Role of randomness in production

There are two ways that randomness and uncertainty bear on the Pathfinder craftsman’s work: unforeseen events and craft skill rolls.

I already mentioned an example of the first – mining accidents making quality iron harder to come by. If only low quality iron were available, this might apply an unforeseen -2 to the skill check and might slow down an experienced craftsman. This kind of randomness in the production process is fun and realistic.

For a sufficiently skilled craftsman, there is no randomness in the transformation of inputs to products. While the societal modifiers might raise or lower the prices, a sufficiently skilled will create a definite amount of product. This isn’t completely unrealistic in the sense that an experienced worker might be able to perform predictable amount of work on a well-understood task, but this breaks down quickly if the product is something new, challenging, etc. This brings us to whether a series of d20 rolls against a target number is a reasonable way to model the time it takes and ultimate success of a project.

While each d20 roll is itself a uniformly distributed random integer from 1 to 20. However, the actual craft process has three possible outcome’s for a week’s roll: success, failure, and bad failure (fail by more than 4). Within a successful roll there is also a distribution of results because a better roll will mean more hypothetical value added than a roll that barely passes. The progress is equal to the product of the DC and the total roll with modifiers in silver pieces.  When the full value has been reached through these successes, the work is finished.

To show how much the process can vary for a craftsman who is not taking 10, I have created a figure showing the distribution of time taken and value created before a bad failure by a +7 craft bonus worker on an “infinite cost project’. The dark blue line shows the median time taken and value added and the gray area is the 90th percentile to 10th percentile of outcomes. As shown below, the 50%of  crafting attempts needing an 11 to pass will not make not make it past 2 weeks of attempts before ruining the raw materials. In that time,the median +7 craft process will create about would be able to complete a 40gp item.  Past 11, there is a quick drop off productivity with 50% of craft attempts not being able to complete anything of value if a 16 is needed. Large projects are ambitious even if the target is only an 11, only 10% of projects needing an 11 will accrue four average successes (about a 160gp item).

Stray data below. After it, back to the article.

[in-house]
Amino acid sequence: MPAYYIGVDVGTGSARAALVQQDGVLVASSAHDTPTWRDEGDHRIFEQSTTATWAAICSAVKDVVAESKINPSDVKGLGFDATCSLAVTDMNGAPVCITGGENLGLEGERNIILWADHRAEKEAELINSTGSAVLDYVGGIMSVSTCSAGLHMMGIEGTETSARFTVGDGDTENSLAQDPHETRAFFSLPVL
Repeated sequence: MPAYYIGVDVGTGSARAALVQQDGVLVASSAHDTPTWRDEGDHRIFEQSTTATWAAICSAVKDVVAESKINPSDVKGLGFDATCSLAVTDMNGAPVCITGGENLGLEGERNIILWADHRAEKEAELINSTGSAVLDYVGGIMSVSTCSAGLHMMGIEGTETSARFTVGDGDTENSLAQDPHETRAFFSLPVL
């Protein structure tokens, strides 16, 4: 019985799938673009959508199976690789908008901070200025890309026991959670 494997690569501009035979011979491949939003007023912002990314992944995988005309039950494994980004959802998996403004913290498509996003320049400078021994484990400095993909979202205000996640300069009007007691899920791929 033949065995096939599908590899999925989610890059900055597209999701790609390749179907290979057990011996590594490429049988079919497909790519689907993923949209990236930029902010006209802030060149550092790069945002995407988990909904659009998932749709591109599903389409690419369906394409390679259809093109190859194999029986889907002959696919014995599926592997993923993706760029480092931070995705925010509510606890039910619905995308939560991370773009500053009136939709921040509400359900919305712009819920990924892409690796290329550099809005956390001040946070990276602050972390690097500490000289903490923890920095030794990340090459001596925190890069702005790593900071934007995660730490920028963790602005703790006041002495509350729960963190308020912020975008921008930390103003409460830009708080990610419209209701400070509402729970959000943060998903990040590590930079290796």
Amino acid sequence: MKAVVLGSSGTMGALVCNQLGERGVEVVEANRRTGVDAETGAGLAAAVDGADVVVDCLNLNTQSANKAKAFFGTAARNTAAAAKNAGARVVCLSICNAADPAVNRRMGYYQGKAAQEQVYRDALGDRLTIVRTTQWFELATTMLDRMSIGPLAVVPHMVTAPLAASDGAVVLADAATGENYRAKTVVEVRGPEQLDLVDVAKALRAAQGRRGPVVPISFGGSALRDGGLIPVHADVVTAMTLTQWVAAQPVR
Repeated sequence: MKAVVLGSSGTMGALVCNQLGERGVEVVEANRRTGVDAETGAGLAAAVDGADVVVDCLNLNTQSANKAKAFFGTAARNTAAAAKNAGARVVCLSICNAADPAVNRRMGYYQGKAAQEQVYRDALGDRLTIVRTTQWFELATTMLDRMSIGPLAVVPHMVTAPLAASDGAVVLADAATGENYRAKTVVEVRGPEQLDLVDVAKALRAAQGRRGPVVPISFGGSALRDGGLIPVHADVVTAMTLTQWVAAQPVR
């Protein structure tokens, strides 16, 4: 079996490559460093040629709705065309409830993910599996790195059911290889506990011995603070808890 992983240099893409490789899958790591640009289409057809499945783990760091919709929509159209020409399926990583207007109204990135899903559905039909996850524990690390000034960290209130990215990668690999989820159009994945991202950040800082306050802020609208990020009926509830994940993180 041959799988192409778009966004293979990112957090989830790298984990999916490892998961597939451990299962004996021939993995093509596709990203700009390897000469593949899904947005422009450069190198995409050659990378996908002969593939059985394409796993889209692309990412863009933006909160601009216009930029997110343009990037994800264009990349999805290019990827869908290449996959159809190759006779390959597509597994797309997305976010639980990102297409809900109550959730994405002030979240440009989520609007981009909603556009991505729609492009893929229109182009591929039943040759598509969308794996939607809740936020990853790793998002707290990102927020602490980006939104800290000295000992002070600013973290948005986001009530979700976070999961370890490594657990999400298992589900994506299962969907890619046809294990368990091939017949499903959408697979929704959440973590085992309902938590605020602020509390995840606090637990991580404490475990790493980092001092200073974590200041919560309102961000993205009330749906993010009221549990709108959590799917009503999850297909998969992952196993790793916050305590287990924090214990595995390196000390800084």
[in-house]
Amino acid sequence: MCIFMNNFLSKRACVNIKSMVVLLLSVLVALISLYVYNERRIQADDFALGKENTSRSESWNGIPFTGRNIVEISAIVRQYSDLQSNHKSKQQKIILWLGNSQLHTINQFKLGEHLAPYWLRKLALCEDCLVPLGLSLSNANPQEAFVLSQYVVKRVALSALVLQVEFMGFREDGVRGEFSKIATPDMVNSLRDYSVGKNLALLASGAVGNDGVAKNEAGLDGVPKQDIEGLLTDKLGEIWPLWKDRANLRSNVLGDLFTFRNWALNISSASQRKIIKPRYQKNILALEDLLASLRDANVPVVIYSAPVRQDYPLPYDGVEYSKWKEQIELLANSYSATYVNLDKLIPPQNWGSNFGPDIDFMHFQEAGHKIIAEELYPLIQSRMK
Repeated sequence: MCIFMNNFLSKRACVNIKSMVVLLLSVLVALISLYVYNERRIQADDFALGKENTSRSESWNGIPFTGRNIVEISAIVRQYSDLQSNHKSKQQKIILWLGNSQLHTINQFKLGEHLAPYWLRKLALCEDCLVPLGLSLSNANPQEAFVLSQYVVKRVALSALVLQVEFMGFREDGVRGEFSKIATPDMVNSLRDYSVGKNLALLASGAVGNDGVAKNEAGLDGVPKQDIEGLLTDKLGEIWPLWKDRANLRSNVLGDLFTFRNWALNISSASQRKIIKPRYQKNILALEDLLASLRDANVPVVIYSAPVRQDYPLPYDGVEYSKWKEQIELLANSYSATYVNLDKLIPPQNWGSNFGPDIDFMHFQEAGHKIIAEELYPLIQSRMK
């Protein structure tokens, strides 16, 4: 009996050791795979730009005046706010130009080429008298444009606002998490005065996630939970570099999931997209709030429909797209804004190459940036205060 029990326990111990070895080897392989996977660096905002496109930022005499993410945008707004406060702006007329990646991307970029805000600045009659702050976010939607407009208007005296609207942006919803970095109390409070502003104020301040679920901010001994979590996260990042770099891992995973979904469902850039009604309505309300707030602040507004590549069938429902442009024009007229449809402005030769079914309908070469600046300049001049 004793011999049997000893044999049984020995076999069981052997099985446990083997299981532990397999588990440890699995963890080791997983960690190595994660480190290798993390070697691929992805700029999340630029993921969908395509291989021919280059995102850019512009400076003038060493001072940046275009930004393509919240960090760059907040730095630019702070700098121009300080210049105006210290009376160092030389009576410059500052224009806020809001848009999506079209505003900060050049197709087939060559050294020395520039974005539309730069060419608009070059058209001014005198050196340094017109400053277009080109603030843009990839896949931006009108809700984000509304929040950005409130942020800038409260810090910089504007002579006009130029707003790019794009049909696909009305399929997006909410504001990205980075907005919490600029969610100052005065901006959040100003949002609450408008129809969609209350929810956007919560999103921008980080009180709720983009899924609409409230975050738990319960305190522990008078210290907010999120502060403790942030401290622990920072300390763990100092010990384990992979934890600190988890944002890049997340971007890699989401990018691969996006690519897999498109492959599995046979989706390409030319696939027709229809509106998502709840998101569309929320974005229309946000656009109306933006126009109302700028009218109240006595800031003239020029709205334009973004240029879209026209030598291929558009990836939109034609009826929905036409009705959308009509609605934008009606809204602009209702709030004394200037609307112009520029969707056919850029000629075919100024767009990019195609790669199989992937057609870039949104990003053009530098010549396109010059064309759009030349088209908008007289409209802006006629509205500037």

To return to the topic of realism, the crafter making taking some risk in his effort with a somewhat ambitious project (target roll 11) can expect to have a decent chance of having to start over or at least have a “one-week job” (based 40 gp price) take two weeks even if things go reasonably well (median result).  Very challenging might take many attempts (10 or more) to complete or worse, be effectively impossible,  to complete something that could have taken only  a small fraction of the time for a craftsman with moderately higher skill.  This kind of variation is not uncommon in work, but the distribution of the difference between a 50% outcome and a 90% outcome is an outcome of the game mechanics rather than something inherent to real life which might have a much wider variance in typical outcomes.